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8051 Pin Configuration

8051 Pin Configuration

Let’s get started. I assume you are already familiar with the concept of micro-controllers (specially the 8051) and have some rough idea about the internal architecture because I will avoid going into it. I will just stick to how-to-use tricks for the 8051. However, for the sake of brief introduction, let me highlight the important aspects of the 8051 microcontroller.

8051 Pin Configuratoin

Meet the original 8051. It has a total of 40 pins, including

  • 4 input/output ports ( each 8 bits or 1 byte )
  • Except PORT1, each port has some dual nature or functionality
  • RXD/TXD for serial transmission
  • Interrupts and Timers

The remaining PINS are for powering up the device. From now on, I will refer to the ports as P0, P1, P2 and P3. They all have 8 pins for data transfer so the individual pins are named as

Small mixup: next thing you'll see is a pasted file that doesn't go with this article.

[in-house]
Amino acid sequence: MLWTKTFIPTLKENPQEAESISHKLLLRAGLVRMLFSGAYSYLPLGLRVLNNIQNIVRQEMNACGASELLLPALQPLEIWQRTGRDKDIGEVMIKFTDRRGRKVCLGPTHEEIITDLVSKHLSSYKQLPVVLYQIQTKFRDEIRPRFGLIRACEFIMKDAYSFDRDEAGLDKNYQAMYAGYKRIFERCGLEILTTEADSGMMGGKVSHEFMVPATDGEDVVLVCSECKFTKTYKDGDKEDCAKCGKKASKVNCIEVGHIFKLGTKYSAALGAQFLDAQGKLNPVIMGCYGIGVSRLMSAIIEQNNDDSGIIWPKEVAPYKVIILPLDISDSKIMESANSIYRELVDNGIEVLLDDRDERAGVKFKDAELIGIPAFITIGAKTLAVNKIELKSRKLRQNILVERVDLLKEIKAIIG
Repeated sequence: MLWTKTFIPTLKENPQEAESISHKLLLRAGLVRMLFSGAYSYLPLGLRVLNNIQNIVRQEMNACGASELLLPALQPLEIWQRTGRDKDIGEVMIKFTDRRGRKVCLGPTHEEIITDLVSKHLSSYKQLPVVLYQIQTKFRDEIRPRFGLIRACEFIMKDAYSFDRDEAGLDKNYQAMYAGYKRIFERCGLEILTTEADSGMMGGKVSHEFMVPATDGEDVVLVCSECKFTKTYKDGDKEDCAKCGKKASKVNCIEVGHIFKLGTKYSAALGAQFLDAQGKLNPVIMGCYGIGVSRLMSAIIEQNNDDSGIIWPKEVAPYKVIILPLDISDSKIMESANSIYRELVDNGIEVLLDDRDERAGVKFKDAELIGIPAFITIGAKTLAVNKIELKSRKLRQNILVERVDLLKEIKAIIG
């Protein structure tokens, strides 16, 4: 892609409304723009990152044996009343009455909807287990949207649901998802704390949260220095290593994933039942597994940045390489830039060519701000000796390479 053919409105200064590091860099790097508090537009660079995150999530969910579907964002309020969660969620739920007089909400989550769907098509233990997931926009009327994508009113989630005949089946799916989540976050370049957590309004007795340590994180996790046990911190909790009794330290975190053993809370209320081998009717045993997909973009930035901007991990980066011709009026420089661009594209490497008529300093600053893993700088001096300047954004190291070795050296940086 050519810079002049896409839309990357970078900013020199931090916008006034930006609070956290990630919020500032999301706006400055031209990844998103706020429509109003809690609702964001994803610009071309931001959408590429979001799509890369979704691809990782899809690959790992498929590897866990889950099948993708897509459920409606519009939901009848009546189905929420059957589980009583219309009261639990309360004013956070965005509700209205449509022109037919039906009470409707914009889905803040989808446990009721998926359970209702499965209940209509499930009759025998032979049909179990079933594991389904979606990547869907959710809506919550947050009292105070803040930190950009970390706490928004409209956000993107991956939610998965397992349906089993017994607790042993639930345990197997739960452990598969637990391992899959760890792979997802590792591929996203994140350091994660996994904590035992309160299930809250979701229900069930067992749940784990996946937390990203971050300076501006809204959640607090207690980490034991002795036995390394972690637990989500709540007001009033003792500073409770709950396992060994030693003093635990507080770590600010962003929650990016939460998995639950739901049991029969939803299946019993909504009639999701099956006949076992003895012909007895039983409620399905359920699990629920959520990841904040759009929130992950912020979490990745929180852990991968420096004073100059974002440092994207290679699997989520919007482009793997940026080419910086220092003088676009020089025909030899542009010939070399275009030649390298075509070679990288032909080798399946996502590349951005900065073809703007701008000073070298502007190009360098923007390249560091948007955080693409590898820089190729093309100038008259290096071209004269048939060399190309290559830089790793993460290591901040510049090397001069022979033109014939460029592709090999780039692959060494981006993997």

• P0.0 – P0.7
  • P1.0 – P1.7
  • P2.0 – P2.7
  • P3.0 – P3.7

You are supposed to get familiar with the PIN out diagram because you will need it every now and then. The more you practice, the better you will remember each PIN without even checking out the data sheet. And talking of its data sheet, here you go

PDF : AT89C51 Datasheet


Muhammad Faizan Khan is an Electrical Engineer and a Computer Geek. He is a technical guy and has more than 3 years of experience in Embedded Systems, Digital Logic Design, Computer Programming and everything else that’s logical. He mostly writes tutorials related to microcontrollers for beginners in his blog, PhaseWire.

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